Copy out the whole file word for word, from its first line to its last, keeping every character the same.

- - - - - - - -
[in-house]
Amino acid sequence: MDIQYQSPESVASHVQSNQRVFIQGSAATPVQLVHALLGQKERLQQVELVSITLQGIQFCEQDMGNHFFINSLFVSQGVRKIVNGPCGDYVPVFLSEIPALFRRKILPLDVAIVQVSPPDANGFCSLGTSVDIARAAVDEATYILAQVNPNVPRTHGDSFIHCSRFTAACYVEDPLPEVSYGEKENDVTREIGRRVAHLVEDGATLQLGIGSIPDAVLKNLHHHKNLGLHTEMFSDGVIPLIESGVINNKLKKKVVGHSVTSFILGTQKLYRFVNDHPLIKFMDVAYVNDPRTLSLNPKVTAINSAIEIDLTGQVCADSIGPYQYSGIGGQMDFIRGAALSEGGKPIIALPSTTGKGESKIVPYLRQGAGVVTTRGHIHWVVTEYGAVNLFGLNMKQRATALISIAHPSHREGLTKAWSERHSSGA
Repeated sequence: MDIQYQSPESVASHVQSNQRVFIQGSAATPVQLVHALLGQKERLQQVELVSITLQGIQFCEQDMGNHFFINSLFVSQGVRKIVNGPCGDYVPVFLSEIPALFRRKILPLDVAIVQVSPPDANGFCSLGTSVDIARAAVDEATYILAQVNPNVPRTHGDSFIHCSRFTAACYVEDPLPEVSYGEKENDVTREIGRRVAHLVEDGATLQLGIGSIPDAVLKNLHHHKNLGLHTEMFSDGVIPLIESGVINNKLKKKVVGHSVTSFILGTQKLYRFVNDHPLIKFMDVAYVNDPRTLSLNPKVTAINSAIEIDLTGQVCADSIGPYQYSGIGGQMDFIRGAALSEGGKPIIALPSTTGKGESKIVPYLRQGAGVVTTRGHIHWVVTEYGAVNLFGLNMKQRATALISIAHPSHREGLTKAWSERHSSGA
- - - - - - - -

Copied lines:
[in-house]
Amino acid sequence: MDIQYQSPESVASHVQSNQRVFIQGSAATPVQLVHALLGQKERLQQVELVSITLQGIQFCEQDMGNHFFINSLFVSQGVRKIVNGPCGDYVPVFLSEIPALFRRKILPLDVAIVQVSPPDANGFCSLGTSVDIARAAVDEATYILAQVNPNVPRTHGDSFIHCSRFTAACYVEDPLPEVSYGEKENDVTREIGRRVAHLVEDGATLQLGIGSIPDAVLKNLHHHKNLGLHTEMFSDGVIPLIESGVINNKLKKKVVGHSVTSFILGTQKLYRFVNDHPLIKFMDVAYVNDPRTLSLNPKVTAINSAIEIDLTGQVCADSIGPYQYSGIGGQMDFIRGAALSEGGKPIIALPSTTGKGESKIVPYLRQGAGVVTTRGHIHWVVTEYGAVNLFGLNMKQRATALISIAHPSHREGLTKAWSERHSSGA
Repeated sequence: MDIQYQSPESVASHVQSNQRVFIQGSAATPVQLVHALLGQKERLQQVELVSITLQGIQFCEQDMGNHFFINSLFVSQGVRKIVNGPCGDYVPVFLSEIPALFRRKILPLDVAIVQVSPPDANGFCSLGTSVDIARAAVDEATYILAQVNPNVPRTHGDSFIHCSRFTAACYVEDPLPEVSYGEKENDVTREIGRRVAHLVEDGATLQLGIGSIPDAVLKNLHHHKNLGLHTEMFSDGVIPLIESGVINNKLKKKVVGHSVTSFILGTQKLYRFVNDHPLIKFMDVAYVNDPRTLSLNPKVTAINSAIEIDLTGQVCADSIGPYQYSGIGGQMDFIRGAALSEGGKPIIALPSTTGKGESKIVPYLRQGAGVVTTRGHIHWVVTEYGAVNLFGLNMKQRATALISIAHPSHREGLTKAWSERHSSGA